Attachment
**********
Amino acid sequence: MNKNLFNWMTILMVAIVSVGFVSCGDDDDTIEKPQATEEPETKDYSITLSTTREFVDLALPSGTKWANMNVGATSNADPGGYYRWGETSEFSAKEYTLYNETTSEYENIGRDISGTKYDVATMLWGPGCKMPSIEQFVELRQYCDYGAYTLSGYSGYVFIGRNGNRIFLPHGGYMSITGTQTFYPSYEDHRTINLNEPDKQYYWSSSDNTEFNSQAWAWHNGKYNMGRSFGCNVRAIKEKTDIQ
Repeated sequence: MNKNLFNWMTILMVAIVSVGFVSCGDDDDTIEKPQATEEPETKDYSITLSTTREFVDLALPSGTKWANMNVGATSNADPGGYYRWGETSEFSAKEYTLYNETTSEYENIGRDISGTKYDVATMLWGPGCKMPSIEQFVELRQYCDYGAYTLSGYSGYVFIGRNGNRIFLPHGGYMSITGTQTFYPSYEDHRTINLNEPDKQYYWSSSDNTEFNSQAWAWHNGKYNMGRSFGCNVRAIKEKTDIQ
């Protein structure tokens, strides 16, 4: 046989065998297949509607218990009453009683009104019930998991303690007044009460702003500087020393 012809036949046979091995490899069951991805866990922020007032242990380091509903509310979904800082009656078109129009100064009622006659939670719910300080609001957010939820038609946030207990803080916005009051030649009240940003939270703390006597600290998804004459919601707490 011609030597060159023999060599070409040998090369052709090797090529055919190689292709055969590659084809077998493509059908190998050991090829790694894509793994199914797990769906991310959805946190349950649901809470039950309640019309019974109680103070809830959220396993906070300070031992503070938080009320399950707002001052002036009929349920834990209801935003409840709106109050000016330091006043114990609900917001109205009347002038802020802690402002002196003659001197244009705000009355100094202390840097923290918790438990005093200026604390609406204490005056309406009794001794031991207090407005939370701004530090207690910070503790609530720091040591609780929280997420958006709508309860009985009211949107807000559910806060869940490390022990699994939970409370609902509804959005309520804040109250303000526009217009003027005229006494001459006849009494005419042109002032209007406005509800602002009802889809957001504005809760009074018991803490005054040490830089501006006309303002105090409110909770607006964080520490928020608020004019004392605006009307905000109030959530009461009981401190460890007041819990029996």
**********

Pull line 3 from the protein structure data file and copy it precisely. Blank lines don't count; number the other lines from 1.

């Protein structure tokens, strides 16, 4: 046989065998297949509607218990009453009683009104019930998991303690007044009460702003500087020393 012809036949046979091995490899069951991805866990922020007032242990380091509903509310979904800082009656078109129009100064009622006659939670719910300080609001957010939820038609946030207990803080916005009051030649009240940003939270703390006597600290998804004459919601707490 011609030597060159023999060599070409040998090369052709090797090529055919190689292709055969590659084809077998493509059908190998050991090829790694894509793994199914797990769906991310959805946190349950649901809470039950309640019309019974109680103070809830959220396993906070300070031992503070938080009320399950707002001052002036009929349920834990209801935003409840709106109050000016330091006043114990609900917001109205009347002038802020802690402002002196003659001197244009705000009355100094202390840097923290918790438990005093200026604390609406204490005056309406009794001794031991207090407005939370701004530090207690910070503790609530720091040591609780929280997420958006709508309860009985009211949107807000559910806060869940490390022990699994939970409370609902509804959005309520804040109250303000526009217009003027005229006494001459006849009494005419042109002032209007406005509800602002009802889809957001504005809760009074018991803490005054040490830089501006006309303002105090409110909770607006964080520490928020608020004019004392605006009307905000109030959530009461009981401190460890007041819990029996």